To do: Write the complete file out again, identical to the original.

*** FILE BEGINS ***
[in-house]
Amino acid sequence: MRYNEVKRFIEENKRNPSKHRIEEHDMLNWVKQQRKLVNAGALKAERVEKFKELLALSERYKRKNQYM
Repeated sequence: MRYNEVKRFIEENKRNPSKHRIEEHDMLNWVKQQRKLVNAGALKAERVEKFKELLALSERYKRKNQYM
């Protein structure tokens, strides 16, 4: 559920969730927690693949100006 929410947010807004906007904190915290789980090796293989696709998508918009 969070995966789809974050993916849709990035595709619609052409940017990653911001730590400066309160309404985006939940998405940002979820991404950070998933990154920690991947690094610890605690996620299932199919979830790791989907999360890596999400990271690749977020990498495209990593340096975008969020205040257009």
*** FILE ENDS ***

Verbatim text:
[in-house]
Amino acid sequence: MRYNEVKRFIEENKRNPSKHRIEEHDMLNWVKQQRKLVNAGALKAERVEKFKELLALSERYKRKNQYM
Repeated sequence: MRYNEVKRFIEENKRNPSKHRIEEHDMLNWVKQQRKLVNAGALKAERVEKFKELLALSERYKRKNQYM
């Protein structure tokens, strides 16, 4: 559920969730927690693949100006 929410947010807004906007904190915290789980090796293989696709998508918009 969070995966789809974050993916849709990035595709619609052409940017990653911001730590400066309160309404985006939940998405940002979820991404950070998933990154920690991947690094610890605690996620299932199919979830790791989907999360890596999400990271690749977020990498495209990593340096975008969020205040257009």